Yozakura 2024

It appears that last Wednesday I spoke too early about hanami being over. The rain did not appear in the force expected, indeed, we’ve had some fairly nice days. Nice enough for me to go out on Friday evening for some yozakura – illuminated cherry trees – in the Botanical Gardens.

Here are some photos I took (without a tripod). My favourite sakura this time around are those that have pink and white blossoms on one tree. Who’d have thought!

End of Hanami?

After a short cold spell in the middle of March, temperatures rose quite dramatically last week. And while I could adapt practically instantly – I moved my futon back to the big room in the north of the house and packed away my “deep winter” clothes over the weekend – the cherry blossoms couldn’t catch up quite that quickly.

Here and there, some trees were already blooming, but at the same time, there were not even buds to be seen on many others. For that reason, I already predicted a rather spotty hanami experience for this year, it’s only good when all of the trees get to bloom in a big explosive poof at the same time.

And now that it has started raining and will do so until next week, I guess the cherry blossom viewing is over for this year, more or less. Cherry blossoms are very delicate, and a single day of rain will lay the trees bare again. I hope I’ll be wrong, but I’m not holding my breath here.

Death in Midsummer

Death in Midsummer and Other Stories
Yukio Mishima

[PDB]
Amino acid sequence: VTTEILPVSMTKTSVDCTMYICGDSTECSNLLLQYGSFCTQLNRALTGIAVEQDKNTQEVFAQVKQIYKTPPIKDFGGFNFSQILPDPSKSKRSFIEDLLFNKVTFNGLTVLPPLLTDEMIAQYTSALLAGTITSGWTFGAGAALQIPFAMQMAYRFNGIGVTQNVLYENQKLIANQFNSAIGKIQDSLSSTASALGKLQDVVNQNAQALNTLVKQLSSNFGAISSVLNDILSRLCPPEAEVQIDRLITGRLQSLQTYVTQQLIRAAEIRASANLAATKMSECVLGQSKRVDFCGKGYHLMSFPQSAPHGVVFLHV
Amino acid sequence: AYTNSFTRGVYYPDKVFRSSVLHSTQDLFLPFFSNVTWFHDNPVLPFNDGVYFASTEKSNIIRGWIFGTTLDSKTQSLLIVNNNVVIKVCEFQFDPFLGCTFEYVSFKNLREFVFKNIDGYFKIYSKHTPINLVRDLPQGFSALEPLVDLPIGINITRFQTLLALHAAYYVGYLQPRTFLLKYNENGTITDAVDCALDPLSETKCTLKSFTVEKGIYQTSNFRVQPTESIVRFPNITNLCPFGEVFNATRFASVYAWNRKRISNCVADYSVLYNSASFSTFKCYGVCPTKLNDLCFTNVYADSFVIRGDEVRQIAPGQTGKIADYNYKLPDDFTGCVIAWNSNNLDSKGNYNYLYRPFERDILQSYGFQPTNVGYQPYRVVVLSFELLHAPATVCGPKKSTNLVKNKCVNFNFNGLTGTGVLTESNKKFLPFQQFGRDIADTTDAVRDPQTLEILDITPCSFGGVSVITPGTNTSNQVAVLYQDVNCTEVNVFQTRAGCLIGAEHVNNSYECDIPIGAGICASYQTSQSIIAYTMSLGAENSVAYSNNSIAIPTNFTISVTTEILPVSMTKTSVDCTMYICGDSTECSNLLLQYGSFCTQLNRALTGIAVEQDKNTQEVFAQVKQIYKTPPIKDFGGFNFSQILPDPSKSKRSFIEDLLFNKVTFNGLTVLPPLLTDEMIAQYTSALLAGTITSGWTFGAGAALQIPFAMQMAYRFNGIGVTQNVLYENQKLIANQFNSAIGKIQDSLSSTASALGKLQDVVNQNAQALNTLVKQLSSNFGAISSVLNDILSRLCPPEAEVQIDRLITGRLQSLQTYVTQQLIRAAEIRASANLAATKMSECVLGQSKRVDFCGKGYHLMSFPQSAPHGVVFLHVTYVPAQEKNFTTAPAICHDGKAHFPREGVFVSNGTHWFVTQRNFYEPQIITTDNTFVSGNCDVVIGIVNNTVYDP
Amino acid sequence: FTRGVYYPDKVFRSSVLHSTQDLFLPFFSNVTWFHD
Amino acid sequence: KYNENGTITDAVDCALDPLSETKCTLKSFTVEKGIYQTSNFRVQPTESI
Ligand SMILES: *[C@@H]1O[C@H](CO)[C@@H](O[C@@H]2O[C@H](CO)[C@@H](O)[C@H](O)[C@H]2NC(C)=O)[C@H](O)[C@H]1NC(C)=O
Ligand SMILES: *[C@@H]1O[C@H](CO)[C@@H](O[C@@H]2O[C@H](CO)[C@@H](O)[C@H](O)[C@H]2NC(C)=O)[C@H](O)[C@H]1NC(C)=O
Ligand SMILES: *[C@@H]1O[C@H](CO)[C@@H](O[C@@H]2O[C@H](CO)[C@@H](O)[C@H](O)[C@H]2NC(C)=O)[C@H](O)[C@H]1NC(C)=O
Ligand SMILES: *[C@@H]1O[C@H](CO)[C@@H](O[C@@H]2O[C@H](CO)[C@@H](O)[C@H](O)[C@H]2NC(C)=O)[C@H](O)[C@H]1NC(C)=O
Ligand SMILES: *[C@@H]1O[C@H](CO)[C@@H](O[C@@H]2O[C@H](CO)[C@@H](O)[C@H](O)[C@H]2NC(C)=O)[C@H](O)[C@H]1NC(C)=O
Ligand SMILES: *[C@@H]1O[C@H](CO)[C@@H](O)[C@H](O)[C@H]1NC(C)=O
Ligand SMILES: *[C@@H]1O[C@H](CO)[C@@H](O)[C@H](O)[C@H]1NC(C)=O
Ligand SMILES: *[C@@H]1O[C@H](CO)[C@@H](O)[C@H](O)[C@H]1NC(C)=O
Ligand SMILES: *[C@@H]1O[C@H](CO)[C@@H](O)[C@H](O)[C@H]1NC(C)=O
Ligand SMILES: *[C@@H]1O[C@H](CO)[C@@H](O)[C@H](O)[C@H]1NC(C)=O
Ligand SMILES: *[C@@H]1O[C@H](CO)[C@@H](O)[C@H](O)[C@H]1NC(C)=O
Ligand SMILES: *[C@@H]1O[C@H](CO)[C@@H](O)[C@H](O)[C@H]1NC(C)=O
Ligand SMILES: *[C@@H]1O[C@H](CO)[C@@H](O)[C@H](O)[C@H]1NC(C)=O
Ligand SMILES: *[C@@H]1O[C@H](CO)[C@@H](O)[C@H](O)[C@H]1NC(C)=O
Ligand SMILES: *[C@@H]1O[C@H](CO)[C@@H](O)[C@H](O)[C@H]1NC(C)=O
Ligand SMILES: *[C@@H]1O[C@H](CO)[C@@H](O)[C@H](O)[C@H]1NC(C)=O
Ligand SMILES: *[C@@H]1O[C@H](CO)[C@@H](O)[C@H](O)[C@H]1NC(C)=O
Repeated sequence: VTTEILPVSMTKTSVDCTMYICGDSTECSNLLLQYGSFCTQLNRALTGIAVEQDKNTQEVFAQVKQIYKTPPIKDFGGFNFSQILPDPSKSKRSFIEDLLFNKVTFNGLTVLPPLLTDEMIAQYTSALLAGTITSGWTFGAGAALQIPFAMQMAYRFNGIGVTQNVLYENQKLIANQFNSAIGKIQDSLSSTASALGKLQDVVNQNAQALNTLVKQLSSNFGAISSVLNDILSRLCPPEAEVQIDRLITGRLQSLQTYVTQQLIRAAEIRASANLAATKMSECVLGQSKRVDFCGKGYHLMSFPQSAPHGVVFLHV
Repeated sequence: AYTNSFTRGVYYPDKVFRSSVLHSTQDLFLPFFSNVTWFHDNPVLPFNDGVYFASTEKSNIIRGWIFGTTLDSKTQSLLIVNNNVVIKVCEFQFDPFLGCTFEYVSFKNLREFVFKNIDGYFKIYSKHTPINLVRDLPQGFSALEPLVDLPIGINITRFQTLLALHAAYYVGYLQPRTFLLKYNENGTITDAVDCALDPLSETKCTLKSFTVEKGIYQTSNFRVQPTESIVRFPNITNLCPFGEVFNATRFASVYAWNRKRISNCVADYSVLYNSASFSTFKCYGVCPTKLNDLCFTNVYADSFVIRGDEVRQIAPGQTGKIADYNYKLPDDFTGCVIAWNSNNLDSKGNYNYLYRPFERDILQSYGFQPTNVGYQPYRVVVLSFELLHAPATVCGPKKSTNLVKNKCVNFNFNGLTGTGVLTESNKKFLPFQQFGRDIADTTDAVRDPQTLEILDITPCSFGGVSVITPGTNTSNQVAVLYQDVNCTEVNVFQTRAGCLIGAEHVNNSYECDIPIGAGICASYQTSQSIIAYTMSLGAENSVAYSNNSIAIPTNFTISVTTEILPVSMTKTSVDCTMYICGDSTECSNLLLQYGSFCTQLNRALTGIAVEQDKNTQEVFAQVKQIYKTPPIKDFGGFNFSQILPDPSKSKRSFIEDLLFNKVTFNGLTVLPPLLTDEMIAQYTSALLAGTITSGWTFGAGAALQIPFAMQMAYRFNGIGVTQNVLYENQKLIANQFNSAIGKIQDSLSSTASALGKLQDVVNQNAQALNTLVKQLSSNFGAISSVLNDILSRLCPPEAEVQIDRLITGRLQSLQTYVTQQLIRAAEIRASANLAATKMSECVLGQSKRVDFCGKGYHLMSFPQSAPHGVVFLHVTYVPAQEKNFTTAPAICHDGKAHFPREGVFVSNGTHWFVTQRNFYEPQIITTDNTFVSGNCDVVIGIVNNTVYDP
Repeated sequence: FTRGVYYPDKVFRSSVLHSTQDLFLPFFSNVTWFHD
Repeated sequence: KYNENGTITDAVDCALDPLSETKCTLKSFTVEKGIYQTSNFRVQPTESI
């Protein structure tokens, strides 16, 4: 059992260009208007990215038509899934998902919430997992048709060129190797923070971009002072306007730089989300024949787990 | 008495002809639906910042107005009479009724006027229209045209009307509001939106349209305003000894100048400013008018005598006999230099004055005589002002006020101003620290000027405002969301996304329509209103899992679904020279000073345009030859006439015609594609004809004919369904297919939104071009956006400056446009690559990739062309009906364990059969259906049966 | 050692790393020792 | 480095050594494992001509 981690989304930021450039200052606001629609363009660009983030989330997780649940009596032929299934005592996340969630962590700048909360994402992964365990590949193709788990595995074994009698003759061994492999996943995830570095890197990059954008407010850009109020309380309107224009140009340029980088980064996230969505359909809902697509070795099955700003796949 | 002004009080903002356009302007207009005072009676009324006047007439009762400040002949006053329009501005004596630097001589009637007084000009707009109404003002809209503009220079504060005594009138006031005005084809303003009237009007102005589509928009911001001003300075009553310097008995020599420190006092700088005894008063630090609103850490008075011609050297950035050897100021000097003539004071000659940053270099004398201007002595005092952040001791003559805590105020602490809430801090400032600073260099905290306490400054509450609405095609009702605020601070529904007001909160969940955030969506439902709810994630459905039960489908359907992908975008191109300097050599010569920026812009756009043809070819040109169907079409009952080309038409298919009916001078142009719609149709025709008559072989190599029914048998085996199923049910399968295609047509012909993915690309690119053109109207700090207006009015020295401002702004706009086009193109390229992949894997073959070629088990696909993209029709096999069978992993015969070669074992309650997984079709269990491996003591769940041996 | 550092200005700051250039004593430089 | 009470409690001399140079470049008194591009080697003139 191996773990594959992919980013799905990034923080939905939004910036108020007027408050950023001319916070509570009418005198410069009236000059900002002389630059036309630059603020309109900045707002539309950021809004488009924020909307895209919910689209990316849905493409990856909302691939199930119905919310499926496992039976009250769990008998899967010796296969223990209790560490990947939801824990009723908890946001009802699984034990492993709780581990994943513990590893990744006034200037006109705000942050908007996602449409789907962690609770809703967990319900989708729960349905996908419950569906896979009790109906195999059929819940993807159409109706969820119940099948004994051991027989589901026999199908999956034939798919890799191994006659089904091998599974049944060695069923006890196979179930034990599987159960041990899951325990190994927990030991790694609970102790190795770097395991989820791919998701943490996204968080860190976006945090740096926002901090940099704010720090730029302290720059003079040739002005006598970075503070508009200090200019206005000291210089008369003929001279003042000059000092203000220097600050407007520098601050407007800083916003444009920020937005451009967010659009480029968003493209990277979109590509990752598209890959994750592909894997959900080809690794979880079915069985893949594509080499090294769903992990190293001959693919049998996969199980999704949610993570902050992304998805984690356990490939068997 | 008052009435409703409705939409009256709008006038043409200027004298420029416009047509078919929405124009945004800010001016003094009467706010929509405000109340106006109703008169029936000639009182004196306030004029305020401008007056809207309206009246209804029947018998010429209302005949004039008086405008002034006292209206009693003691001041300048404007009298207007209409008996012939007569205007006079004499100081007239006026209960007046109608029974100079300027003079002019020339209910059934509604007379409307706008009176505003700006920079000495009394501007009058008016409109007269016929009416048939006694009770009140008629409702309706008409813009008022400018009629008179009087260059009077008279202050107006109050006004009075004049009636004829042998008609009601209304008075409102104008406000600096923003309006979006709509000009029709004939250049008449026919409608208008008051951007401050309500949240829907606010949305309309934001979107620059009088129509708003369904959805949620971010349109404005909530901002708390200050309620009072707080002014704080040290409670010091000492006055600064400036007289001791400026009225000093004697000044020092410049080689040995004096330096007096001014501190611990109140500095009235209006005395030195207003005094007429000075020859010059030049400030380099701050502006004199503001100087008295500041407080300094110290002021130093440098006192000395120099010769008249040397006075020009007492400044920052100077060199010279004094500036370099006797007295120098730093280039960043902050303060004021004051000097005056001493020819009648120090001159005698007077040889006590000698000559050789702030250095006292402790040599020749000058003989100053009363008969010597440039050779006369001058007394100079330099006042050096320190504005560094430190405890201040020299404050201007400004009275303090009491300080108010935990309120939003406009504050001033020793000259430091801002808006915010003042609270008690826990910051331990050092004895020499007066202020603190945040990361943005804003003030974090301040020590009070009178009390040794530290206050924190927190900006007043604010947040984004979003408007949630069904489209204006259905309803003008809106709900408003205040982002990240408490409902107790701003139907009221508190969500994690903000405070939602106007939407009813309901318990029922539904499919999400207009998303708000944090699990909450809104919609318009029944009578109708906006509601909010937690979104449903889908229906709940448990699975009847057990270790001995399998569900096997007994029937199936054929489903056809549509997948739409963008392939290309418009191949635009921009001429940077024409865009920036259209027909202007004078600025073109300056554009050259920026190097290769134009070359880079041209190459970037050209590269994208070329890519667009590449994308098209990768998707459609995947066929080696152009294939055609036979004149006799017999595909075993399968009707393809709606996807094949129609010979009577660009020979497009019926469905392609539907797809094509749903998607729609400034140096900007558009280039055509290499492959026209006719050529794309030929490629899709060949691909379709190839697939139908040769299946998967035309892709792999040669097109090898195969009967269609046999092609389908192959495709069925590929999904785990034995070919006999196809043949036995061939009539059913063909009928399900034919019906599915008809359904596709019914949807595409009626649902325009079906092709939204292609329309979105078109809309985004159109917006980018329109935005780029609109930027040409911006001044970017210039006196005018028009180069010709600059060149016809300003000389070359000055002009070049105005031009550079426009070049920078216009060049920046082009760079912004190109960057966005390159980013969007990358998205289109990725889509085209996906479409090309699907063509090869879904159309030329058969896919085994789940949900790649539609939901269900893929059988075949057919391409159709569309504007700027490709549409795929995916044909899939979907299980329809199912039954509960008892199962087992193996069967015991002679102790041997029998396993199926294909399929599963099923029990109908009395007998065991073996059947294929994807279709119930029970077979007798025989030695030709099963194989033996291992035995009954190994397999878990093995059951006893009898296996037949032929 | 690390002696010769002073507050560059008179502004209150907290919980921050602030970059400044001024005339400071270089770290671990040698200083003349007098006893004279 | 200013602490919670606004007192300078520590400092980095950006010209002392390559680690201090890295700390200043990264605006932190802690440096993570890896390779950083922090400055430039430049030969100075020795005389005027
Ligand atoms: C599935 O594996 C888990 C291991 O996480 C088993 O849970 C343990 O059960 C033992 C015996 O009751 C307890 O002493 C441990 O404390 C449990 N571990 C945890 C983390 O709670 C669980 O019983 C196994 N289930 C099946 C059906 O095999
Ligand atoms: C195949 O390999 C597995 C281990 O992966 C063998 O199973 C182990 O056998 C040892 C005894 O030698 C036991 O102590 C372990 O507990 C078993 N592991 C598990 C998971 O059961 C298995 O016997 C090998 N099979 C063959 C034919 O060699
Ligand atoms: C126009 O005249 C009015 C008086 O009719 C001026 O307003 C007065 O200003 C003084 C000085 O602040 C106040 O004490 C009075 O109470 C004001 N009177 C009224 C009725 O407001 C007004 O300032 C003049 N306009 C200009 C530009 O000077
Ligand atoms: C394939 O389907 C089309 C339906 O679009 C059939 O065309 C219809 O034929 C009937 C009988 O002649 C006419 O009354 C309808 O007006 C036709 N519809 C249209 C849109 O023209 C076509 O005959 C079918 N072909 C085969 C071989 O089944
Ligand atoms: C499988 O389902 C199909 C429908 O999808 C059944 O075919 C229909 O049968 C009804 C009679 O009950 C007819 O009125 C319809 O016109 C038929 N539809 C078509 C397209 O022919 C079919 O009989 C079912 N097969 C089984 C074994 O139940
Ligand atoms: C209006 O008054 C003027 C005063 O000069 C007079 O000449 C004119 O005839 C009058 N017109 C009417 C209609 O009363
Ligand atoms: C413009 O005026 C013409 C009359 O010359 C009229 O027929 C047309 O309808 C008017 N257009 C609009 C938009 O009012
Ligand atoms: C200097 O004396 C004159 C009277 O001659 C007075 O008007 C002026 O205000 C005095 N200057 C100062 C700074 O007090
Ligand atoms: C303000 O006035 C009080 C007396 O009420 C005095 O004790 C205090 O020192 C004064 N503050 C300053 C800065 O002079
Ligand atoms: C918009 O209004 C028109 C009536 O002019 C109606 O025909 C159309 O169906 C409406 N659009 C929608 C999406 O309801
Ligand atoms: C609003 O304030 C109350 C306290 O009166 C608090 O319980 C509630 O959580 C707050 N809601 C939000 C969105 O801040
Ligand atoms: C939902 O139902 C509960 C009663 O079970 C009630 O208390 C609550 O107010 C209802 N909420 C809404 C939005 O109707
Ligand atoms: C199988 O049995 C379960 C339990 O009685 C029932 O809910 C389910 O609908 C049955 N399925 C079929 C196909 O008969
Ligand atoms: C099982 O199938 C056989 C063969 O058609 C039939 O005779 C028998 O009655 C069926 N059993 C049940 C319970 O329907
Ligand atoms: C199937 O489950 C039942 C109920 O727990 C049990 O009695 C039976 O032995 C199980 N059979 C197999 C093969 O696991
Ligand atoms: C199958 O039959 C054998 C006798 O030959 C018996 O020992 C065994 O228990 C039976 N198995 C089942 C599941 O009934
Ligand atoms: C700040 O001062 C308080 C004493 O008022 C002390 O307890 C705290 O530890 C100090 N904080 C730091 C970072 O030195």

Nine stories of various lengths are collected here, plus Dojoji, one of Mishima’s modern Noh plays. The stories that stood out to me are:

  • The Priest of Shiga Temple and His Love
    Heian period. And old, saintly priest catches a glimpse of the Great Imperial Concubine of Kyogoku. He immediately becomes infatuated with her and experiences once again feelings he had long thought conquered. He believes that all he needs to cure himself is a single meeting with her…
  • Onnagata
    We delve behind the kabuki stage and see the actor Mangiku through the eyes of his assistant Masuyama. Mangiku is an onnagata who specializes in female roles, and like many a drag queen, he is more attractive than a women. But what does Masuyama see in Mangiku?
  • Patriotism
    Just after the February 26th Incident, a young lieutenant of the Imperial troops is shocked to find that his closes colleagues are implicated in the mutiny. Worried that they might meet on opposite sides on the battlefield, he prepares for his ritual suicide – and his wife of six months with him.

Yukio Mishima is a fantastic writer, and even in translation, he creates images in the reader’s mind that put him directly next to the protagonist of the story. “Next to” is important here, because I feel that Mishima stays on the outside of his characters, a mere observer who doesn’t get emotionally invested. Whether this is by conscious choice or due to his own character, I do not know, it’s definitely not because of a lack of talent.

While Mishima is unequivocally lauded as exceptional author, as a person, he is more controversial, at least in Japan. The story “Patriotism” can be seen as a foreshadowing of Mishima’s own death: The staunch nationalist committed ritual suicide in 1975 after a failed attempt at a coup d’etat.